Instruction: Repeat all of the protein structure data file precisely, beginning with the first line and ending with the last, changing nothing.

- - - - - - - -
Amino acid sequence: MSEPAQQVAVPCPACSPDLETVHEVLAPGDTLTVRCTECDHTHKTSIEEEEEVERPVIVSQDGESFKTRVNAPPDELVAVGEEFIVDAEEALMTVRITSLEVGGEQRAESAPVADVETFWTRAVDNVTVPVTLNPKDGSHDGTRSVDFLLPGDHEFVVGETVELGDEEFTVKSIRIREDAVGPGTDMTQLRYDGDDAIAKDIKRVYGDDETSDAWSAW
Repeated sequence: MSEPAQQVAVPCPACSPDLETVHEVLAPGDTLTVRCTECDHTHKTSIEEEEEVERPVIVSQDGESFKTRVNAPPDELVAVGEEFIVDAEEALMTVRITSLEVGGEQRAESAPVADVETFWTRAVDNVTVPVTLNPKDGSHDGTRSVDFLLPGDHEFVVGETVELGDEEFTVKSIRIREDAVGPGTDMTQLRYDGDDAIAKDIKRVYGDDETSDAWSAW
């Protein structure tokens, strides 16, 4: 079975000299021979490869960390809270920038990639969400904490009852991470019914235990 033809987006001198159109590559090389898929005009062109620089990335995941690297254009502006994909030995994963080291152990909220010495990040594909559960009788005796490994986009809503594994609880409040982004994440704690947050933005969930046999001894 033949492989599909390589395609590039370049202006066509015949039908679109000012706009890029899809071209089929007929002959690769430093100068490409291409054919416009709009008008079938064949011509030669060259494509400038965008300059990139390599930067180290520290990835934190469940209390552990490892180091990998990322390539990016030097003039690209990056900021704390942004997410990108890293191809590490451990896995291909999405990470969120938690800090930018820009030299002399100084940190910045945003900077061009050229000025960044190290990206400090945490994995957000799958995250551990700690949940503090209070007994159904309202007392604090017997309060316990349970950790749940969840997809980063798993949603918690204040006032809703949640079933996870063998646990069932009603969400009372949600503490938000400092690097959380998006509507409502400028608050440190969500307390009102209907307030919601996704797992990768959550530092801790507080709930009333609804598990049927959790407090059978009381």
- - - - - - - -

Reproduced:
Amino acid sequence: MSEPAQQVAVPCPACSPDLETVHEVLAPGDTLTVRCTECDHTHKTSIEEEEEVERPVIVSQDGESFKTRVNAPPDELVAVGEEFIVDAEEALMTVRITSLEVGGEQRAESAPVADVETFWTRAVDNVTVPVTLNPKDGSHDGTRSVDFLLPGDHEFVVGETVELGDEEFTVKSIRIREDAVGPGTDMTQLRYDGDDAIAKDIKRVYGDDETSDAWSAW
Repeated sequence: MSEPAQQVAVPCPACSPDLETVHEVLAPGDTLTVRCTECDHTHKTSIEEEEEVERPVIVSQDGESFKTRVNAPPDELVAVGEEFIVDAEEALMTVRITSLEVGGEQRAESAPVADVETFWTRAVDNVTVPVTLNPKDGSHDGTRSVDFLLPGDHEFVVGETVELGDEEFTVKSIRIREDAVGPGTDMTQLRYDGDDAIAKDIKRVYGDDETSDAWSAW
């Protein structure tokens, strides 16, 4: 079975000299021979490869960390809270920038990639969400904490009852991470019914235990 033809987006001198159109590559090389898929005009062109620089990335995941690297254009502006994909030995994963080291152990909220010495990040594909559960009788005796490994986009809503594994609880409040982004994440704690947050933005969930046999001894 033949492989599909390589395609590039370049202006066509015949039908679109000012706009890029899809071209089929007929002959690769430093100068490409291409054919416009709009008008079938064949011509030669060259494509400038965008300059990139390599930067180290520290990835934190469940209390552990490892180091990998990322390539990016030097003039690209990056900021704390942004997410990108890293191809590490451990896995291909999405990470969120938690800090930018820009030299002399100084940190910045945003900077061009050229000025960044190290990206400090945490994995957000799958995250551990700690949940503090209070007994159904309202007392604090017997309060316990349970950790749940969840997809980063798993949603918690204040006032809703949640079933996870063998646990069932009603969400009372949600503490938000400092690097959380998006509507409502400028608050440190969500307390009102209907307030919601996704797992990768959550530092801790507080709930009333609804598990049927959790407090059978009381």